I don't think that anything is 'unfilmable' - maybe just very, very, very difficult to film!

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PostPosted: Tue Dec 02, 2008 5:30 pm 
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People give Hollywood a bad rap because of films like Daredevil or Punisher (both of 'em), but don't give Hollywood credit for films like X-Men or Batman Begins. Hollywood is not a monolith whose single charge is to churn out mindless, 90-minute action films. They've proven again and again that, when they put their minds to it, they can take preexisting characters and mythologies and do something truly fantastic with them. Not only that, films that they actually tried to make good usually do 10x better at the box office. The Lord of the Rings, The Dark Knight, Spiderman, and Iron Man are some of the highest grossing films of all time. Studios no longer look down at comic books as an easy basis for a cheesy shooter; many recognize the literary depth and richness of the characters and their stories, and want to tell those stories.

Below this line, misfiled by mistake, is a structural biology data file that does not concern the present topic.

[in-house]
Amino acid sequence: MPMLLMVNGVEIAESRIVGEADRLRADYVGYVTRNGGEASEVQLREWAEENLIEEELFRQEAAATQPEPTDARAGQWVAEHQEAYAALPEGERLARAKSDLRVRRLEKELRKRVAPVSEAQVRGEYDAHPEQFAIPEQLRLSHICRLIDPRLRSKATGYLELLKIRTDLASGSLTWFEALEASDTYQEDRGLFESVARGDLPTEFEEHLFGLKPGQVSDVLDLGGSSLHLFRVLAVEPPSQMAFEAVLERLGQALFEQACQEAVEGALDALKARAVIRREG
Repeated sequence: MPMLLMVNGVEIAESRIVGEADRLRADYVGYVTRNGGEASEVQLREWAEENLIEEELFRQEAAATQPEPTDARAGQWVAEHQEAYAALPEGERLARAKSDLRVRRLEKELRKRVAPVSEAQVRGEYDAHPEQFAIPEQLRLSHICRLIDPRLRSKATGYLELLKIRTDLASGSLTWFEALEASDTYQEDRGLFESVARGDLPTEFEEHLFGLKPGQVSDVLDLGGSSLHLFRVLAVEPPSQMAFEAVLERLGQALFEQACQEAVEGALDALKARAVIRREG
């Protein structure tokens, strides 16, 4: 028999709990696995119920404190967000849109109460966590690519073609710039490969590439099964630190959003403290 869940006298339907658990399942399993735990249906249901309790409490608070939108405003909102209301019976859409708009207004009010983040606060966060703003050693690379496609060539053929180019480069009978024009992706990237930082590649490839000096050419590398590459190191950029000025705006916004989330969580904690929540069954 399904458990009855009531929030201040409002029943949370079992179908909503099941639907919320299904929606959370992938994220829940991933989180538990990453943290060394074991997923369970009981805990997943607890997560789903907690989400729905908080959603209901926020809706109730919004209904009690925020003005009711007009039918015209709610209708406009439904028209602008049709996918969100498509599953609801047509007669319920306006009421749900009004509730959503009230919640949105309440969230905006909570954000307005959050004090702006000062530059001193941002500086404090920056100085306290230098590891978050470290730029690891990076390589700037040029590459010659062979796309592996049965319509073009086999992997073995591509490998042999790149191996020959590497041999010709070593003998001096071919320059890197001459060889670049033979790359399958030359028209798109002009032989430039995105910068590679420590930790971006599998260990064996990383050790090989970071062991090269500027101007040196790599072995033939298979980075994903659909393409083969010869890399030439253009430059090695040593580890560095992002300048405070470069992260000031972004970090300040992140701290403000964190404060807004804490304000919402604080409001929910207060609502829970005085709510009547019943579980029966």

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Last edited by EmPiiRe x on Tue Dec 02, 2008 5:38 pm, edited 1 time in total.

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PostPosted: Tue Dec 02, 2008 5:35 pm 
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It's not unfilmable.


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PostPosted: Tue Dec 02, 2008 6:08 pm 
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I honestly don't see the problem with length when it comes to being unfilmable. Just separate it into two or three parts; like Kill Bill.

No need to have an HBO series; it can still be a motion picture albeit a long one with multiple parts.

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PostPosted: Tue Dec 02, 2008 6:32 pm